Time of exercise differentially impacts bone growth in mice

Shaoling Yu, Qingming Tang, Xiaofeng Lu, Guangjin Chen, Mengru Xie, Jingxi Yang, Ying Yin, Wenhao Zheng, Jinyu Wang, Yunyun Han, Luoying Zhang, Lili Chen

Research output: Contribution to journalArticlepeer-review


Although physical training has been shown to improve bone mass, the time of day to exercise for optimal bone growth remains uncertain. Here we show that engaging in physical activity during the early active phase, as opposed to the subsequent active or rest phase, results in a more substantial increase in bone length of male and female mice. Transcriptomic and metabolomic methodologies identify that exercise during the early active phase significantly upregulates genes associated with bone development and metabolism. Notably, oxidative phosphorylation-related genes show a rhythmic expression in the chondrification centre, with a peak at the early active phase, when more rhythmic genes in bone metabolism are expressed and bone growth is synergistically promoted by affecting oxidative phosphorylation, which is confirmed by subsequent pharmacological investigations. Finally, we construct a signalling network to predict the impact of exercise on bone growth. Collectively, our research sheds light on the intricacies of human exercise physiology, offering valuable implications for interventions.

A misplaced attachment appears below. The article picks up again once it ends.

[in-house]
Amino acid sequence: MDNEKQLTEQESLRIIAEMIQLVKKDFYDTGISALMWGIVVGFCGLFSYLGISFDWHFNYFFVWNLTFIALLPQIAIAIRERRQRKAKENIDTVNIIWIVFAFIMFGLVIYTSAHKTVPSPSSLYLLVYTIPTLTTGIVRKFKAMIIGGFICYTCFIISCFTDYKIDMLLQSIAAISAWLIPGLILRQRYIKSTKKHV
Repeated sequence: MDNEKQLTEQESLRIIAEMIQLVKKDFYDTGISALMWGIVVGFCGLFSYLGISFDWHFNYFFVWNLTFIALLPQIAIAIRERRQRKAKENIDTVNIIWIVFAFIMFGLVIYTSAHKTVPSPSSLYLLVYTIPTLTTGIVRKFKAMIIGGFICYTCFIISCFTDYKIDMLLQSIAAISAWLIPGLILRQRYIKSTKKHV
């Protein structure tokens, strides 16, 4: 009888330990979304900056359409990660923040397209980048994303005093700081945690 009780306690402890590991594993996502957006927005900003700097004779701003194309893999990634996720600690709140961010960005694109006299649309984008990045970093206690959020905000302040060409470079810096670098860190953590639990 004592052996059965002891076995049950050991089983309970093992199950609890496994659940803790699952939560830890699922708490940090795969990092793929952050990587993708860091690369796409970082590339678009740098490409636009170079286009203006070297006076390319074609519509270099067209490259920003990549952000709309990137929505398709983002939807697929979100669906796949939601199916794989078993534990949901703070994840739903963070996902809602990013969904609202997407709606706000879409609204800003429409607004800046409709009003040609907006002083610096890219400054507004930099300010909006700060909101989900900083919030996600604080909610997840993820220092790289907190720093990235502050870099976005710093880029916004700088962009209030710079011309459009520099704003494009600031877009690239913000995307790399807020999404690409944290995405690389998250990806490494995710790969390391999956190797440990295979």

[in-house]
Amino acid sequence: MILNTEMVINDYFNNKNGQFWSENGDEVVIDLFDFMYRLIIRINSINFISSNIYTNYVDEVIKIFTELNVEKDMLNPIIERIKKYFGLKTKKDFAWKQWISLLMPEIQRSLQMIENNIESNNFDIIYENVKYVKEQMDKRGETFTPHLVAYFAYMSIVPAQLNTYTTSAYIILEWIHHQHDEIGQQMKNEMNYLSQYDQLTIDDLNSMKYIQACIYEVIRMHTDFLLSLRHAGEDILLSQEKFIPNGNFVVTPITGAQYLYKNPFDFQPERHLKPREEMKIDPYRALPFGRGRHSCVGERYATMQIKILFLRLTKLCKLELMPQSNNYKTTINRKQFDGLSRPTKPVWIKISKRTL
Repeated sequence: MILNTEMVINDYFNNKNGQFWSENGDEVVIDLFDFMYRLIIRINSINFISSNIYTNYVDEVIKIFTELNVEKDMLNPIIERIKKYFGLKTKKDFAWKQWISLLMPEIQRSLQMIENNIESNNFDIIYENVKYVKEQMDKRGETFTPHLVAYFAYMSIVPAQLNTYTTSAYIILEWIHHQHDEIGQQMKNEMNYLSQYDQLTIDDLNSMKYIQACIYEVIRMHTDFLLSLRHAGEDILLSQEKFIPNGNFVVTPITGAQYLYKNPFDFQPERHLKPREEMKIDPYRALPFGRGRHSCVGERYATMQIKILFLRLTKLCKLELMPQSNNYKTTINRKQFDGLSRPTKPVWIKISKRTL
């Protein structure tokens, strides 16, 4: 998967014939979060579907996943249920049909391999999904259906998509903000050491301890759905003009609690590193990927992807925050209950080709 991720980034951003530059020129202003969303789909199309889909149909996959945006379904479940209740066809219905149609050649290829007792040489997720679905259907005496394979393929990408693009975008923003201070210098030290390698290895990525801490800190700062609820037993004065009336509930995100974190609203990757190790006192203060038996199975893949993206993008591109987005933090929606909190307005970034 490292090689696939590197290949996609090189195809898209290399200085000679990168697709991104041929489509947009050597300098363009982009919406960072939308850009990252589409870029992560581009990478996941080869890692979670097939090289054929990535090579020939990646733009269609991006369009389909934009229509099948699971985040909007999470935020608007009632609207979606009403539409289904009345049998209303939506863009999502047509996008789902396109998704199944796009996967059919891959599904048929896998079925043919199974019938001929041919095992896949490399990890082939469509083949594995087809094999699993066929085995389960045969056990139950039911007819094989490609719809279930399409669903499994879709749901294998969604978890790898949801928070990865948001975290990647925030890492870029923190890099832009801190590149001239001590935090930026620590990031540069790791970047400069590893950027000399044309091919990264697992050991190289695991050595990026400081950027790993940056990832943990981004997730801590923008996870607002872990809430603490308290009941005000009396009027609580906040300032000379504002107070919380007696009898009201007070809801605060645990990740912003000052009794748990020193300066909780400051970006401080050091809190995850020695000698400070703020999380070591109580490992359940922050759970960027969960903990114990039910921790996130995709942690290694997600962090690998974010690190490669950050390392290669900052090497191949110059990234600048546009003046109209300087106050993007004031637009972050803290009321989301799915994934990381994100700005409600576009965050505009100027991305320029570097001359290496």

Original languageEnglish
JournalNature Metabolism
StateAccepted/In press - 2024
Externally publishedYes


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